Bryce Harper, who will receive his 2015 Most Valuable Player Award in New York this Saturday, brought joy to Washington in a year that didn’t have much of it for Nats fans. Maybe Congress should repay him with a federal monument.
Ninety years before Harper’s historic season, Congress considered legislation that would have done just that for American League MVPs. In 1924, the Senate voted to accept the league’s offer to build a $100,000 monument in East Potomac Park (nearly $1.4 million in today’s dollars). But congressional gridlock was alive and well in the 1920s, even for something as innocuous as a fully paid-for gift honoring the national pastime’s best performers. The monument couldn’t overcome the opposition from a few cranky House members, and the bill authorizing it died in January 1925.
Ironically, later that year Senators shortstop Roger Peckinpaugh went on to win the American League MVP—the last time a player from DC claimed the award. Then he committed eight errors in the World Series, costing the Senators their chance to repeat as world champions.
The Senators’ back-to-back pennants in the mid-‘20s marked Washington baseball’s high-water period, with Hall-of-Fame pitcher Walter Johnson claiming the MVP in 1924. Back then, baseball was unquestionably the nation’s most popular sport, so it was no surprise when the Senate approved the MVP monument resolution without any debate. The text of resolution called for accepting the American League’s offer to build, "as a gift to the people of the United States…a monument to symbolize the national game of baseball and the benefits resulting therefrom to the people of the United States."
But some congressmen refused to go along. House leaders tried to bring up the bill under unanimous consent three times, but were thwarted each time.
"Why not a monument to golf?" asked Emanuel Celler, a young first-term Democratic congressman from Brooklyn who would go on to serve in the House for 50 years. "Why not a monument to tennis? Why not one to every branch of sport? I can’t see that it is the business of the national government to clutter up its public grounds, especially in Washington, with monuments of this kind."
Celler was one of three House members that objected when the leadership tried to bring up the bill. The other two were Edward King, an Illinois Republican, and Thomas Blanton, a Texas Democrat. Blanton suggested that it made as much sense to erect monuments to fox hunting and swimming holes, because residents back home were partial to both activities. (There was no major league baseball in Texas at the time.)
American League owners voted to rescind the offer that February. The Senators, probably oblivious to the brouhaha on Capitol Hill, dominated the American League in the ensuing season, finishing 8 ½ games ahead of the second-place Philadelphia Athletics.
Peckinpaugh won the 1925 MVP in recognition of his leadership and steady defense. Still, the reward was a bit of a head-scratcher. He hit just .294 (in a year when the league average was .292) with four home runs. Peckinpaugh certainly wasn’t the best player in the league, or for that matter, even his own team. His teammate, outfielder Goose Goslin, hit .334 with 18 home runs and a league-best 20 triples. Back then, the MVP was announced in September, and when Goslin came up to bat in the World Series, the Pirates catcher, Earl Smith, used the award to psyche out the Senators outfielder, as recounted in 1950 by New York Times Pulitzer-prize winning columnist Arthur Daley. Reading this exchange brings back memories of that old classic Bugs Bunny cartoon, where Bugs strikes out three batters on one super slow ball.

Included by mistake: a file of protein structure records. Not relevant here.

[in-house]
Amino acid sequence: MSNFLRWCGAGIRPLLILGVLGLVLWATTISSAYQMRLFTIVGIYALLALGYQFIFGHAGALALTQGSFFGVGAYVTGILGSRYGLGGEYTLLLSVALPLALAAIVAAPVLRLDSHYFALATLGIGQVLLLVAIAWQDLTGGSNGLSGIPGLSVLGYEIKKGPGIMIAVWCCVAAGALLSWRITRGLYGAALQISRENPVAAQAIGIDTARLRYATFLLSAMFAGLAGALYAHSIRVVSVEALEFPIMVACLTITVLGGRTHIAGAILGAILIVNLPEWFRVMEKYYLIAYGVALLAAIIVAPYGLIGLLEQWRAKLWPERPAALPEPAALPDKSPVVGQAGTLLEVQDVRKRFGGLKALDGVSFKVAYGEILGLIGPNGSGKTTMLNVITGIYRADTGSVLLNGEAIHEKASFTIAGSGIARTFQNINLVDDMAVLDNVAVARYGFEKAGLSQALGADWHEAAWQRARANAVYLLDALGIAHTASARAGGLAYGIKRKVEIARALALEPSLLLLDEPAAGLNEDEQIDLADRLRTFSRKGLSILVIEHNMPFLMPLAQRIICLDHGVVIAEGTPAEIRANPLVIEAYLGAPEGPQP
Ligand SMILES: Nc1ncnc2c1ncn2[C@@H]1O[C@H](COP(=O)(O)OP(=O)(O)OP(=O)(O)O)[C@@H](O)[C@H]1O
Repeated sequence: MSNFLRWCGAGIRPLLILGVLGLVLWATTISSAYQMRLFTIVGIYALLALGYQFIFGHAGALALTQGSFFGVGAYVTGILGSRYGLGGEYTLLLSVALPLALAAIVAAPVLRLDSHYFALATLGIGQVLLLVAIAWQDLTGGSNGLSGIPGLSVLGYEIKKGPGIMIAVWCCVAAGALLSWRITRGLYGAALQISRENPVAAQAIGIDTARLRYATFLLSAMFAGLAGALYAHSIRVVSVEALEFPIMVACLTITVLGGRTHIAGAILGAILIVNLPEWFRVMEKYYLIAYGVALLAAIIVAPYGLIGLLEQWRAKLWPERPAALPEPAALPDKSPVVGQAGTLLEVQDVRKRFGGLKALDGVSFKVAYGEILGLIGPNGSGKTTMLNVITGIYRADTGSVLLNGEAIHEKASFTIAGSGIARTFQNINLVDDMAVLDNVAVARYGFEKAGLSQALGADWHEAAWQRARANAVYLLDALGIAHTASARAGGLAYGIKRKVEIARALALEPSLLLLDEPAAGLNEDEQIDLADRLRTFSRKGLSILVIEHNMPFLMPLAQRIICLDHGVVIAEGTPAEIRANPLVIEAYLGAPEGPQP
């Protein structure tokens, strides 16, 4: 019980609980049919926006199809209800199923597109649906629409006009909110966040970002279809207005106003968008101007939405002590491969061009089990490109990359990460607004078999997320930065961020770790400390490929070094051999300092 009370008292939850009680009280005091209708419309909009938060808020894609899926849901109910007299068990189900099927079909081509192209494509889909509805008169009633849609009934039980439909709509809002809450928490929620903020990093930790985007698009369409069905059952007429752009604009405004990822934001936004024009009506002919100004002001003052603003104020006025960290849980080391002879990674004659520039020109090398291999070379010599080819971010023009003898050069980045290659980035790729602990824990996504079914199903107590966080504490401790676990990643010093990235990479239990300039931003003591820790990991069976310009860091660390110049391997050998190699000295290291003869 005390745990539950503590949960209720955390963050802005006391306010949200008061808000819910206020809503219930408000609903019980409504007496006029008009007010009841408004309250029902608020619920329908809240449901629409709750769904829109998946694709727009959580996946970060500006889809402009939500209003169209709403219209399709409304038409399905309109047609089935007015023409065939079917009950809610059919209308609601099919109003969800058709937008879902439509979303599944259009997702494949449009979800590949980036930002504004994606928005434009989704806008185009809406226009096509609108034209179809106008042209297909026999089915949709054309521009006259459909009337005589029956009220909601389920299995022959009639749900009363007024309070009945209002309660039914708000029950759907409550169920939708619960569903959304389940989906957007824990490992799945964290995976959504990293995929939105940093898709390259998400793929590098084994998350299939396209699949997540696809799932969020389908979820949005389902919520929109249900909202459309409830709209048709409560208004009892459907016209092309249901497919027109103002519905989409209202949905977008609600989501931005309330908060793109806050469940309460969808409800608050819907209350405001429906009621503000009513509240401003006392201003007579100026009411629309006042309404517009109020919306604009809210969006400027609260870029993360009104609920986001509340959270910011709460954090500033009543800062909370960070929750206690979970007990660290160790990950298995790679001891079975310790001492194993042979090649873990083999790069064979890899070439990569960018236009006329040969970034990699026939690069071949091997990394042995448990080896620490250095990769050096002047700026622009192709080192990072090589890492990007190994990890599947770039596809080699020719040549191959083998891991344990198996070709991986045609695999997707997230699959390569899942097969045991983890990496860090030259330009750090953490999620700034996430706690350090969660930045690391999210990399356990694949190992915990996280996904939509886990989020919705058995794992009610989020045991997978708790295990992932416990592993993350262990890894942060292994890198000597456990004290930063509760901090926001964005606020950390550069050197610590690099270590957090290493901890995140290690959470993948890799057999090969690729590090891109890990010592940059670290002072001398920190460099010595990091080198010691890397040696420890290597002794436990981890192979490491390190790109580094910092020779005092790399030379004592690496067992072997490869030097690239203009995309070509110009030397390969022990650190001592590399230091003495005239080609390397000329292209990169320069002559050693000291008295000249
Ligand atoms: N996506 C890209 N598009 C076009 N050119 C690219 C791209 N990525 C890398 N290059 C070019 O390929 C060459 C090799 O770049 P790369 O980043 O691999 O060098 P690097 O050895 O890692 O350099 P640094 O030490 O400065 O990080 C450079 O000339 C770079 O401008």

The feared Goose Goslin was at bat, and Smith, who had been riding him mercilessly, suddenly turned soft.
"You know what, Goose," asked the sympathetic Smitty. "I thought you got a raw deal when Peck beat you out as most valuable player." The entranced Goslin watched a strike float past.
"Yessir, Goose," continued Smitty, "it was a lousy trick to vote Peck over you."
"Strike two," interrupted the umpire.
"You hit better than he did and you fielded better and" Smitty’s voice trailed off until the third strike was called. Then he returned to character."Scram, ya bum," he shrieked as the Goose trudged dispiritedly back to the bench. "Those guys had it right all along. Peck’s a far better ball player’n you, ya bum, ya."
Goslin might have looked bad in that one at-bat, but Peckinpaugh turned out to be the World Series goat.
His whopping eight errors included two in the seventh and deciding game, leading to four unearned runs in the Pirates' 9-7 victory over the Senators – costing Walter Johnson the decision in his last World Series game. Even though the MVP is supposed to reward regular season performance, Peckinpaugh’s disastrous World Series made his questionable MVP even more suspect.
Today, Harper is a much more deserving MVP winner, even if his team was a colossal disappointment. He led the National League in runs scored (118), on-base percentage (.460) and slugging percentage (.649); tied for the lead in homers (42); and was second in batting average (.330), in a year when the league average was just .253. Now that he’s brought the award back to Washington, perhaps his legions of fans on Capitol Hill, including Senate leaders Mitch McConnell and Harry Reid, will bring the MVP monument idea back for the National League. Who could object this time?
Frederic J. Frommer (Twitter: @ffrommer) is head of the Sports Business Practice at the Dewey Square Group, a public affairs firm, and author of "You Gotta Have Heart," a history of Washington baseball. A version of this story originally appeared in Washingtonian.